Q What's the best way to manage and motivate young workers who have an inflated sense of entitlement?

Brian Fitzgerald
Co-Founder and President
Gorilla Nation
Los Angeles

Before you write off Gen-Y in toto, remember that youth has always appeared lazy, undisciplined, and impatient to its up-by-our-bootstraps elders. This new generation does have its quirks, but young people can prove eager and industrious if you know how to work with them.

Bruce Tulgan, founder of RainmakerThinking, a research firm that focuses on generational issues in the workplace, describes Gen-Y as a sort of perpetual customer. For more than a decade marketers have aggressively targeted young people and given them everything their way--from cell phones to sneakers. "They've been treated like customers all of their lives, and they think like customers," says Tulgan. That's not necessarily a bad thing. Many successful companies practice servant leadership and describe employees as "internal customers"--business-speak for "we strive to make workers happy." Your twentysomethings are down with that, and that kind of culture does tend to improve morale and reduce turnover.

Gen-Yers work hard when they know what they're getting in return. Vague talk of a vague future ("Keep your nose to the grindstone, sonny, and you can soar as high as your dreams!") means less to this group than specific short-term goals, according to Tulgan. Spell out in concrete terms what it takes to earn a bonus, an extra day off, or a promotion. Make them stretch by creating goals that exceed your expectations: an extra 20 sales calls a week or delivery of a project a month before the client needs it. And the more you can pair young workers with veterans, the better. Even bright young people don't know everything, and under the right circumstances they might even admit it. Having a newbie learn from a more experienced co-worker--or maybe be bailed out of a tough situation by one--is an all-natural way to bring down a swelling sense of entitlement. Consider creating an advocate system, says Cam Marston, who has studied generational issues in the workplace for 12 years and is CEO of Marston Communications, a consultancy in Charlotte, North Carolina. More like counselors than mentors, advocates help young employees understand how to reach their career goals. The most effective advocates are managers--but not employees' bosses or human resources representatives, says Marston.

Finally, assume your young charges will cause you headaches. Also assume they are worth it. "This new generation might be the highest maintenance in the history of the world," says Tulgan, not holding back the hyperbole. "But it's also going to be the highest performing."


Q Our health insurance premiums have become a significant expense. Besides making employees pick up more of the cost or offering fewer benefits, what can we do?

Steve Swoboda
Booyah Networks
Westminster, Colorado

All three branches of government, academics, and think tanks are busy on that one. When they come up with something definitive, we'll let you know. If you can't wait that long (and with health insurance premiums for families of four up 87 percent since 2000, who can blame you?) here are some ideas.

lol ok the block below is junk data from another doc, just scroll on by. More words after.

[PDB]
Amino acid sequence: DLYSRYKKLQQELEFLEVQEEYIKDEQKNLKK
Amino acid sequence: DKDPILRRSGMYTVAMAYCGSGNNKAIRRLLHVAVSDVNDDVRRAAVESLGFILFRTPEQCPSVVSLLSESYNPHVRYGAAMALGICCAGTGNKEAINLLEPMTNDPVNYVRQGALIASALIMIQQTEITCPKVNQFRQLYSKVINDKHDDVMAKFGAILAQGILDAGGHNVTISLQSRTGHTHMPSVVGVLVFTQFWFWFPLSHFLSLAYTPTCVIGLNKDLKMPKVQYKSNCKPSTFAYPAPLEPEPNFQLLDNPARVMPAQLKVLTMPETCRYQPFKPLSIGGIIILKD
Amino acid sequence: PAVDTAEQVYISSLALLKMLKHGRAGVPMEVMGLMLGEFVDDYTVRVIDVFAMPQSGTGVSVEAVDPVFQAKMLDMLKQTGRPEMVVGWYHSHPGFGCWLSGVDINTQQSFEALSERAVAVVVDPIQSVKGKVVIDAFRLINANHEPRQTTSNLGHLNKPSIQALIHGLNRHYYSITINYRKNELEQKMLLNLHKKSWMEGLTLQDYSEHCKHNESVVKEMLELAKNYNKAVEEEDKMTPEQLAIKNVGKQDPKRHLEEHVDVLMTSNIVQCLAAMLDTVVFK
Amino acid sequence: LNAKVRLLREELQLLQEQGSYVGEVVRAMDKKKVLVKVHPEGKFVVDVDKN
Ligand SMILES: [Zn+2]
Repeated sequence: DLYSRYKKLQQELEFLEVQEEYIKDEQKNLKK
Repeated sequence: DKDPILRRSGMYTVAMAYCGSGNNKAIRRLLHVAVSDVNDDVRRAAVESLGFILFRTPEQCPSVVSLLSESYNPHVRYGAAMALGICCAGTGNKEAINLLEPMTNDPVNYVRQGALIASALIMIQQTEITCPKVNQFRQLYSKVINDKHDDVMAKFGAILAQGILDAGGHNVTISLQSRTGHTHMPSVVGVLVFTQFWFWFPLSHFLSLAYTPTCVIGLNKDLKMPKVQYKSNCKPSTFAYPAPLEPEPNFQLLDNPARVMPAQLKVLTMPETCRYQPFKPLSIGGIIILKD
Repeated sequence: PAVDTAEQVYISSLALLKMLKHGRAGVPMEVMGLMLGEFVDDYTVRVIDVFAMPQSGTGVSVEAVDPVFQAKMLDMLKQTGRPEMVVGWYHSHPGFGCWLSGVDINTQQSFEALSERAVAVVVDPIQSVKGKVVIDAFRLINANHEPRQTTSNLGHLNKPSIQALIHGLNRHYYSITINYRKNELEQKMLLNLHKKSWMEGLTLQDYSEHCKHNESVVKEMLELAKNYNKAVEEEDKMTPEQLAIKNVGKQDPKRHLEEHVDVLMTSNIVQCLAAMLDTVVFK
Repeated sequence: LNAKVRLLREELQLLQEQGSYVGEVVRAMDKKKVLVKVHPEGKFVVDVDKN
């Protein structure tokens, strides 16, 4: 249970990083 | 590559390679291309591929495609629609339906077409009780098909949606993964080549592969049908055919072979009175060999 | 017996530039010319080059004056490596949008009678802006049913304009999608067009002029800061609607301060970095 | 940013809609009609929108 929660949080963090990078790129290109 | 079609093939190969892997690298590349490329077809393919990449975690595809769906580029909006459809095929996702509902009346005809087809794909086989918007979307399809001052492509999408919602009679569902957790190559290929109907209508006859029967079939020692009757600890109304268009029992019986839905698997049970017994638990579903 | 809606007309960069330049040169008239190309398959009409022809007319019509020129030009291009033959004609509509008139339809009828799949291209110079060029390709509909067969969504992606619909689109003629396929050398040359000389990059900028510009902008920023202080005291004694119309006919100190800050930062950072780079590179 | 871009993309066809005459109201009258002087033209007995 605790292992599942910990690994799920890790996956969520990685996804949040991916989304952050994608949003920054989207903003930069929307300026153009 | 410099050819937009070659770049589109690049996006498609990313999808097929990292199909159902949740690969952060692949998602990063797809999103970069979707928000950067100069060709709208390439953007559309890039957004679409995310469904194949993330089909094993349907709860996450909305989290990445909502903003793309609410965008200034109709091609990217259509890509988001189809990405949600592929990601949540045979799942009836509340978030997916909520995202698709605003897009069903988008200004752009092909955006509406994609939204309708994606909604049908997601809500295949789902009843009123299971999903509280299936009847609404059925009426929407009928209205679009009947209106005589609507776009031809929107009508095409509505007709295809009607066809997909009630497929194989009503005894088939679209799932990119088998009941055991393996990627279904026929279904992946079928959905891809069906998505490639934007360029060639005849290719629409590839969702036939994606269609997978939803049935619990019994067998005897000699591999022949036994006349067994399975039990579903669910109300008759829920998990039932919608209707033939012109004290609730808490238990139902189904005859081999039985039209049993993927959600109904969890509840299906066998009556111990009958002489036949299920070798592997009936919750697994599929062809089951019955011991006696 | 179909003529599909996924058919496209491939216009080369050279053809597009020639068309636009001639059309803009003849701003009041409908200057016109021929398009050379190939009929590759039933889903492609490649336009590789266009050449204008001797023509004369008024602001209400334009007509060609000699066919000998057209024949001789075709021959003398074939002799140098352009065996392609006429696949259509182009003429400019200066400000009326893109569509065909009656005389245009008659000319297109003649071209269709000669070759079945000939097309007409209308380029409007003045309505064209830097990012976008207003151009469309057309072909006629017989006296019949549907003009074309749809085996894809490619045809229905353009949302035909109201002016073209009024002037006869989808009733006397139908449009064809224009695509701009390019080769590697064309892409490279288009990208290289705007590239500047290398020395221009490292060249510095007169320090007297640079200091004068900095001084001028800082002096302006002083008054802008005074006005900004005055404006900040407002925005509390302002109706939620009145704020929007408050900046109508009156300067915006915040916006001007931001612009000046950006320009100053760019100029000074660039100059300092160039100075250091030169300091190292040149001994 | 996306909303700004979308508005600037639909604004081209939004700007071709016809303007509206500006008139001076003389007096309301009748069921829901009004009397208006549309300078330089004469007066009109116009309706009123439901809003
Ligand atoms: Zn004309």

One option is to switch to a high-deductible insurance plan that's compatible with health savings accounts (HSAs for short). Such plans can save between $1,000 and $3,000 per worker on premiums (it varies significantly depending on state insurance regulations), says Ronald Dobervich, a partner at Sage Benefit Group, which is based in Minneapolis. Employers then deploy some of that freed-up cash to tax-free accounts with which employees pay for medical expenses. Funds in HSAs draw interest, and the money rolls over from year to year. Employees can also contribute pretax earnings to their HSAs and take the accounts with them if for some unfathomable reason they leave you for another employer.

The downside: Employees may smell a benefit cut. The numbers vary depending on your state and plan, but a common setup requires a single employee to pay about $2,500 out of pocket per year before a PPO or HMO kicks in. (A traditional PPO plan has a deductible of about $600.) Even if you put up, say, the first $1,000 by funding their HSAs so that their savings on premiums outweigh the extra expense for the deductible, some employees will have a hard time grasping how this system saves them money.

Another option is to outsource your HR department to a professional employer organization. A PEO is considered a co-employer; for about $150 a month per employee it handles everything from payroll to benefits. Because it co-employs workers from many companies, the PEO has a larger risk pool and can oftentimes get better rates from insurers. For example, MindLeaf Technologies, a Bedford, Massachusetts, firm that handles IT and administrative services for hospitals, saved 17 percent on health care costs for its 76 employees, without reducing benefits, through a PEO, says CEO P. K. Shah.

Yes, there's a fee, but the PEO earns it by doing more than cutting checks: managing 401(k)s and recruiting employees, for example. Delegating health care management may be the healthiest thing your company does all year.


For more on handling young staffers, read Managing Generation Y by Carolyn Martin and Bruce Tulgan. The U.S. Treasury has information about HSAs at Find a PEO by visiting